Stanley Bruce Herschensohn, a conservative fixture in American politics for decades, former White House official, brilliant artist, storyteller, historian, and dear friend and longtime confidant of President Nixon and the Nixon family, passed away on Monday, November 30. He was 88 years old.
“One word defines Bruce Herschensohn: patriot,” said Hugh Hewitt, President of the Richard Nixon Foundation. “A resonant, mellifluous voice for freedom, he was always calm, always insistent on the truth that people needed to be free, wanted to be free and would be free. Though he’s no longer with us, his role as freedom’s champion will live on through his films, his writings and his students.”
Bruce began his career as a box-boy at Ralphs Grocery, then climbed the ranks of RKO Radio Pictures from messenger runner into the Art Department. After service in the U.S. Air Force, he began his own motion picture company. One of the films he wrote, directed, edited, and scored was the feature-length documentary “John F. Kennedy: Years of Lightning, Day of Drums” for the United States Information Agency (USIA).
He was appointed Director of Motion Pictures and Television for the USIA. During his tenure, the USIA received numerous awards for film and television productions, including an Academy Award.
In 1969, Herschensohn was selected, alongside astronaut Neil Armstrong, as one of the Ten Outstanding Young Men in the Federal Government and received the Distinguished Service Medal.
He was appointed Deputy Special Assistant to President Nixon in 1972, with a broad portfolio of responsibilities.
President Nixon said of Herschensohn, “He is particularly well qualified in an area I find important, foreign policy. He is an expert in that area.”
On August 7, 1974, Herschensohn visited President Nixon in the President’s private study, where he implored the President not to resign from office the next day.
From 1978 through 1991, Herschensohn was a popular political commentator in Los Angeles on both KABC-TV and KABC-Radio. In 1980, he joined the Reagan Presidential Transition Team.
Herschensohn won the Republican nomination for the U.S. Senate in California in 1992. He was narrowly defeated by Barbara Boxer in the general election, but received over four and a half million votes, over one million more votes in California than the national Republican ticket.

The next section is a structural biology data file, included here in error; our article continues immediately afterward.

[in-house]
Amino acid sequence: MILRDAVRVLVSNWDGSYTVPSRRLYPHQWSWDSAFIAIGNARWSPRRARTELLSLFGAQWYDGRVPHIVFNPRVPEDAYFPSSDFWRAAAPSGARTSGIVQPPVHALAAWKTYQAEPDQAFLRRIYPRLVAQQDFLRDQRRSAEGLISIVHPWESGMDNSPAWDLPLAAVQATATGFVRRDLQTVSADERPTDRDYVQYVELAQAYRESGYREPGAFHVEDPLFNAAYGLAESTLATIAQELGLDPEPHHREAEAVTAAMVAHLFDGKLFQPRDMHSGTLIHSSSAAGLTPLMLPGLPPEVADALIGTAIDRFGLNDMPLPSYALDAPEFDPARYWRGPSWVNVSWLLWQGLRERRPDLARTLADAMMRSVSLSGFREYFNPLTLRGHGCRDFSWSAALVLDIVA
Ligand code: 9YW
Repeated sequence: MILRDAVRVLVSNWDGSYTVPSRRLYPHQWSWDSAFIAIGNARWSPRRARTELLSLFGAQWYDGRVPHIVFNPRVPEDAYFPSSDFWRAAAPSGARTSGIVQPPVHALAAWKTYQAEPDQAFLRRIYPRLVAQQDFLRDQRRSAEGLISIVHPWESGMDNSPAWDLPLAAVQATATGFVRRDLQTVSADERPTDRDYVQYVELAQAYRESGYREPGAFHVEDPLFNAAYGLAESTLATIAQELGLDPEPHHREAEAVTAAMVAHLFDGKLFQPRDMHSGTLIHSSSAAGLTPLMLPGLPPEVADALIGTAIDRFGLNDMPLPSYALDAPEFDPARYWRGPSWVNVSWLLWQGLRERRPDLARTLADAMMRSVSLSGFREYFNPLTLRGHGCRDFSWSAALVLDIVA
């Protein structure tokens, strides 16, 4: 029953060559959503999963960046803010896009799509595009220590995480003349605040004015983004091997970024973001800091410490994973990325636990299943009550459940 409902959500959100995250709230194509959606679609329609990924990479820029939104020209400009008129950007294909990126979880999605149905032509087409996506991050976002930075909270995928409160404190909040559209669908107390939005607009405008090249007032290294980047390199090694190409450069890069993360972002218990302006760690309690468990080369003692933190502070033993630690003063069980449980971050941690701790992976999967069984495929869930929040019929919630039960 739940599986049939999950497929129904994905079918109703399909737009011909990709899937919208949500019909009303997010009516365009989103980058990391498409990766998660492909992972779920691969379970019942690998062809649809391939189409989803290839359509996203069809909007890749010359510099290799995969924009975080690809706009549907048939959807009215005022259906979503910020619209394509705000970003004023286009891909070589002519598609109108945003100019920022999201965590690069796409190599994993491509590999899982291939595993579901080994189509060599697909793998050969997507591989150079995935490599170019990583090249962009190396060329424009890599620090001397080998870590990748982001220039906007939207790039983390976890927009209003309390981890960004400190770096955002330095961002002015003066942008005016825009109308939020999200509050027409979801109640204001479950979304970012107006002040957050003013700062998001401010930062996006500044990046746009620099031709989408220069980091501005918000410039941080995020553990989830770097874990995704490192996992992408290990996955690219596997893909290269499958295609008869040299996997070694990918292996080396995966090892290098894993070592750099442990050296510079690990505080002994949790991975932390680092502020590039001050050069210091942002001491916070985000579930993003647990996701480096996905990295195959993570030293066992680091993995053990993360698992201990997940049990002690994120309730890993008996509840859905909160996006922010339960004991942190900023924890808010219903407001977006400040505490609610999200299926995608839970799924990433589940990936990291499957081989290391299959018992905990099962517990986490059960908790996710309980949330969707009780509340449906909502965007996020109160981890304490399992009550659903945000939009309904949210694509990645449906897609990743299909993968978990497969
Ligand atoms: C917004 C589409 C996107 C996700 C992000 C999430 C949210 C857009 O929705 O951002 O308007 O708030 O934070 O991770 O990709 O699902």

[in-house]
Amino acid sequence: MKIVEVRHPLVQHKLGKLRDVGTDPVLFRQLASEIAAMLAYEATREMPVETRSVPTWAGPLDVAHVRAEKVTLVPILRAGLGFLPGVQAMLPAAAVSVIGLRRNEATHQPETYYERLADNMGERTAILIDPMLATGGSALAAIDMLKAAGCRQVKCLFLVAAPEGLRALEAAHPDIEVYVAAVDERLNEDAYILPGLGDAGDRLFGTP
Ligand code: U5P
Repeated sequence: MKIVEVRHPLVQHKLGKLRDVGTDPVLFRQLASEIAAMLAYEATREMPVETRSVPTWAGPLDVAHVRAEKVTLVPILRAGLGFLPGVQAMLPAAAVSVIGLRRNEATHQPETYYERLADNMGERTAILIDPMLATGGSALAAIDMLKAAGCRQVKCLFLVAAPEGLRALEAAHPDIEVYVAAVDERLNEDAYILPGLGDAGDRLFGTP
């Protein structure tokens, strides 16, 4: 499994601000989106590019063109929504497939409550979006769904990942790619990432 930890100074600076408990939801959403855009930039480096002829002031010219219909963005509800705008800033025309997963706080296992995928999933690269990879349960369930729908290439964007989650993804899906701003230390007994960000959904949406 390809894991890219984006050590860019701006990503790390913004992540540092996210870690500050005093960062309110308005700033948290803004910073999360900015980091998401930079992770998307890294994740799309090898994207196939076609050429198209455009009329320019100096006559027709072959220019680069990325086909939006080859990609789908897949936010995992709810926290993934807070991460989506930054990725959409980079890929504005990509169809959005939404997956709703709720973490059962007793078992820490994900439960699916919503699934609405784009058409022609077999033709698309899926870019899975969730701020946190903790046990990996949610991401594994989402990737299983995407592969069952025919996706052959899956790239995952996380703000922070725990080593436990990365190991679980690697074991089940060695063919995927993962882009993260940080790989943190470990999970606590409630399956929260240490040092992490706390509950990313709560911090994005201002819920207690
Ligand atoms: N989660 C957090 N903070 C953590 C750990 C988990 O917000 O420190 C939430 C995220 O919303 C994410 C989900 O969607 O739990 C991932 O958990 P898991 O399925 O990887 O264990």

He visited more than 90 countries in his lifetime. He taught “The U.S. Image Abroad” at the University of Maryland, taught foreign policy as the Nixon Chair at Whittier College, worked with Aleksandr Solzhenitsyn in Zurich, and served as Chairman of the Board of Pepperdine University in Malibu, California, where he was a Senior Fellow in the School of Public Policy and from which he received an Honorary Doctor of Law degree.
From 1993 to 2001 he was a Distinguished Fellow at the Claremont Institute and, in 1996, a Fellow at the John F. Kennedy Institute of Politics at Harvard University.
To the delight of his friends and fans, Herschensohn made countless appearances and gave dozens of speeches at the Nixon Library and Birthplace over 30 years, notably delivering the keynote address at President Nixon’s Centennial Birthday Celebration, just steps away from the home in which President Nixon was born.
Remembrances from Bruce’s friends:
“Some individuals deserve to have dictionary words bestowed upon them in life. For Bruce Herschensohn, ‘loyalty’ stands out. Once Bruce became your friend and ally, he never left your side…never. His loyalty to country, to principles, to comrades and to ideals never wavered, never waned. President Nixon had the highest of respect for Bruce, but, even more, also spoke of his steadfast sense of honor and duty. When he spoke of Bruce, it was always with warmest words of affection.”
— Ken Khachigian
“Bruce Herschensohn was a patriot. A man of the greatest personal integrity. He loved Richard Nixon and never wavered in his support and admiration of the President. I loved Bruce like so many who knew him. He will be missed, but never forgotten.”
— Dwight Chapin